How to Choose Tomato Varieties to Grow
Updated: Jan 31, 2022
We offer 125 varieties of heirloom and specialty tomato plants every spring at our garden shop. With that many varieties it can sometimes be a little overwhelming for customers to decide which varieties to purchase. Customers often ask what our favorite varieties are when they are deciding which tomato plants to purchase for their gardens. I like to ask customers many of the following questions to determine which varieties will work best for them. I will share some of our favorites in a bit but here are a few considerations when deciding which varieties to grow.
Are you growing in containers, a raised bed, in the ground outside or in a greenhouse? Many varieties do terrific in containers and raised beds like the dwarf and determinate varieties. If space is not an issue and you don't mind staking a 6-8' plant then there are many indeterminate varieties. Most of the heirlooms fall into this category.
Red, yellow, orange, purple, green? We love the rich flavor of the black tomatoes but some customers just can't get past the color. The yellows tend to taste sweet. Some consider them to be low acid but in fact all tomatoes have similar acidity. The yellows are higher in sugar content
so they taste sweet.
Days to Maturity
In general the smaller the tomato, the quicker it will produce ripe fruit. That is why I plant a Waimea Wild Cherry and a Sun Gold in the greenhouse in February:-) When planning your garden it makes sense to select a few early, a few mid and a few late varieties. This will give you a steady supply of fresh tomatoes for the entire season.
Size of Tomato
Aside from the fact that the smaller tomatoes usually ripen sooner I like to have a number of different sizes. The cherry tomatoes are great to eat right off the plant in the garden or use in salads. A cocktail tomato, or a 2-bite, 2 oz. tomato, is perfect for cutting in quarters for a salad or stuffing. Instead of cutting into a large slicer for a tossed salad for 2 people, I like to use the cocktail tomatoes. I find that 1 large tomato is too much. Once you slice into the tomato the leftover part just doesn't taste as good the next day. Plum and paste tomatoes are also great for salads and for processing into sauce. They tend to be firm with few seeds and are also great for dicing for tacos or bruschetta. The medium and large tomatoes are great for sandwiches, BLTs, hamburgers and slicing on a plate with fresh mozzarella, fresh basil leaves, salt, pepper, olive oil and balsamic vinegar.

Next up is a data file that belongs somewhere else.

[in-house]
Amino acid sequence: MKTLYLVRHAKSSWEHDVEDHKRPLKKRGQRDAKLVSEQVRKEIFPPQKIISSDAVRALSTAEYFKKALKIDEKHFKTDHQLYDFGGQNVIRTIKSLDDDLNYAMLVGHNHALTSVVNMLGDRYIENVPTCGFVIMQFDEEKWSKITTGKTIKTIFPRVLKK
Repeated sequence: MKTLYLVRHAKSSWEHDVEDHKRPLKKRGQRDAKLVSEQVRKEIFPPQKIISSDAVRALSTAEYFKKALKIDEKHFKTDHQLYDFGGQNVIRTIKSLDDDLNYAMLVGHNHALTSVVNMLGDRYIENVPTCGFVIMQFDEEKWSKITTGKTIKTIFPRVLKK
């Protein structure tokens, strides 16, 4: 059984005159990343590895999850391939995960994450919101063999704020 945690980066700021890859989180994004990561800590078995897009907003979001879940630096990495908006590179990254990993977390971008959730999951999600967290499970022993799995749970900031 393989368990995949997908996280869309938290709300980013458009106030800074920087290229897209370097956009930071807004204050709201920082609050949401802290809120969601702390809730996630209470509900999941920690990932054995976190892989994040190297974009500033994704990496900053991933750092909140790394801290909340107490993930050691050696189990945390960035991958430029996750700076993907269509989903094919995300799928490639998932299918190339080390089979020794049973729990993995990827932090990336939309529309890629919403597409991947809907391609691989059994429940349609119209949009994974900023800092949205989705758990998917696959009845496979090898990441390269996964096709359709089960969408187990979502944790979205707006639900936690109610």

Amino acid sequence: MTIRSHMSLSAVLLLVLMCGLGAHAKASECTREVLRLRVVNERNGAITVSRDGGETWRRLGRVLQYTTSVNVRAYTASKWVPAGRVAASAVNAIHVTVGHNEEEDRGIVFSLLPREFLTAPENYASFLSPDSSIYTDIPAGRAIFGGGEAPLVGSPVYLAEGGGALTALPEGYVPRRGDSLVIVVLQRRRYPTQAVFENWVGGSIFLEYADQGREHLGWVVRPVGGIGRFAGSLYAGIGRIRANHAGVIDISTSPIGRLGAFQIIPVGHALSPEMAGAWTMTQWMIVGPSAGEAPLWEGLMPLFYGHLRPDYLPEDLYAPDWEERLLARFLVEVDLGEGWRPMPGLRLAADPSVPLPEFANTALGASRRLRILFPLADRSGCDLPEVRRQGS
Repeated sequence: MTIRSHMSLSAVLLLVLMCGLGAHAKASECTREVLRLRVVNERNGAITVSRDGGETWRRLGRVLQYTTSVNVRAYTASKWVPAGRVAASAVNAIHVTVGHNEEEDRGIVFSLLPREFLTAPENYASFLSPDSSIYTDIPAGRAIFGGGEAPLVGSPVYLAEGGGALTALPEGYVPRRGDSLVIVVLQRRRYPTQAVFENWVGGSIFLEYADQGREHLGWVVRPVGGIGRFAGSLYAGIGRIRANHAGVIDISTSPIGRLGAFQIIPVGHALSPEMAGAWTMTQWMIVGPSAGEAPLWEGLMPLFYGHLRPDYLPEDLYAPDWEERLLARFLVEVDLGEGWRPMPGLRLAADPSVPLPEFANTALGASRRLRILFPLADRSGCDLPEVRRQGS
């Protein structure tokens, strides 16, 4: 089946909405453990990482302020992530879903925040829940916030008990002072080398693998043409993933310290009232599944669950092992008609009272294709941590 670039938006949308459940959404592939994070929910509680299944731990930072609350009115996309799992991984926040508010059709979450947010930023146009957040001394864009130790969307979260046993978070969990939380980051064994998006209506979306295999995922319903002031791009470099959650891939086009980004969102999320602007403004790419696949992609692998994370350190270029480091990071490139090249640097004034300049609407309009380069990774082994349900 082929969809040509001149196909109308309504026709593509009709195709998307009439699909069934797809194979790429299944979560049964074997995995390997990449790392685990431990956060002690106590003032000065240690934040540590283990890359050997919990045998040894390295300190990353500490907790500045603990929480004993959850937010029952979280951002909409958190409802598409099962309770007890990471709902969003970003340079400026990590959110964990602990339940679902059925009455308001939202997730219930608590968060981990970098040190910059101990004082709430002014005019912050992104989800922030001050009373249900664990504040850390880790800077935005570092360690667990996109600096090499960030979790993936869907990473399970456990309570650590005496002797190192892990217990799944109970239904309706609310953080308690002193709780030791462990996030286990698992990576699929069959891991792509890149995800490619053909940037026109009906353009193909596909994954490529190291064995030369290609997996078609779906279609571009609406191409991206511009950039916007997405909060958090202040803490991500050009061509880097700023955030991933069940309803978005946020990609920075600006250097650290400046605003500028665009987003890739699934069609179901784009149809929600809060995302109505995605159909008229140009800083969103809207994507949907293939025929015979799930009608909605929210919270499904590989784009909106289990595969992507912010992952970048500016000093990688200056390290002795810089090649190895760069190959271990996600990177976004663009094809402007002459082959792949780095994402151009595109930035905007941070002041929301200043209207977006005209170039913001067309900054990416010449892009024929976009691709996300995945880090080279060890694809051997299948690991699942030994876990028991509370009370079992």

Determinate vs. Indeterminate
A determinate tomato plant sets all of it's fruit over a few weeks and is typically not a very large plant. The plant dies off after the fruit is produced. Many are hybrids. They are great varieties for commercial production with succession planting. If you are processing tomatoes this is a good choice too as you will have a large harvest in a short time. Heirloom varieties are usually indeterminate so the plant continues to set and produce fruit until the frost kills the plant in the fall. The plants get very large, need staking and are sometimes a little unwieldy. The upside is that you will have tomatoes over a long time period.
Hybrid vs. Open Pollinated
Hybrids are intentional crosses of 2 varieties. If the seeds from a tomato harvested from a hybrid variety are planted the plants will produce fruit resembling each of the parents and not the fruit that it came from. An open pollinated variety is suitable to save seeds and plant the following year. The fruit is true to type. The heirlooms are all open pollinated and this is how they have been passed down through generations. We find that the heirlooms are usually very flavorful compared to hybrids but there are a few hybrids that stand out for flavor. Hybrids are often bred for disease resistance and high production having uniform fruit.
That covered the basics on variety selection. There is a lot of information on the varieties on our website where you can sort them by different criteria. Here are a few of our favorites:
Waimea Wild Cherry - Grows wild in Hawaii. The plants are very large and they produce hundreds of small, sweet, red cherry tomatoes. This type is considered to be a currant style tomato. They may be small but the flavor is the best.
Black Cherry - Rich, earthy flavor in a dark purple 1 oz. tomato. Just love them off the vine.
Sun Gold - Yellow cherry tomato with amazing flavor and production. Gotta have one in the garden every year.
Sweet 100s- Go-to proven red cherry tomato that is prolific. My mother always had one in her garden and so do we.
Flamme and Clementine - These 2 are similar. Flamme is an heirloom and Clementine is a hybrid. They both produce 2 oz., bright orange tomatoes with terrific flavor. Both are indeterminate with a long season.
Violet Jasper - Interesting purple and green striped tomato. It is almost iridescent. Very juicy and makes nice presentation. Beautiful on the plant too.
Moneymaker - Love this one! This plant is so prolific with small, red tomatoes that are nearly blemish free and it is also an heirloom.
Bush Beefsteak - This plant always catches my eye when I am in the garden. It is a determinate so does great in a container or raised bed. The tomatoes are consistently sized and have few blemishes. Great choice for red slicer in a container or in the ground.
Persimmon - This is an absolutely beautiful persimmon colored tomato. It is a very old heirloom dating back to 1781. Sweet but has firm flesh and has hints of citrus. We grow one every year.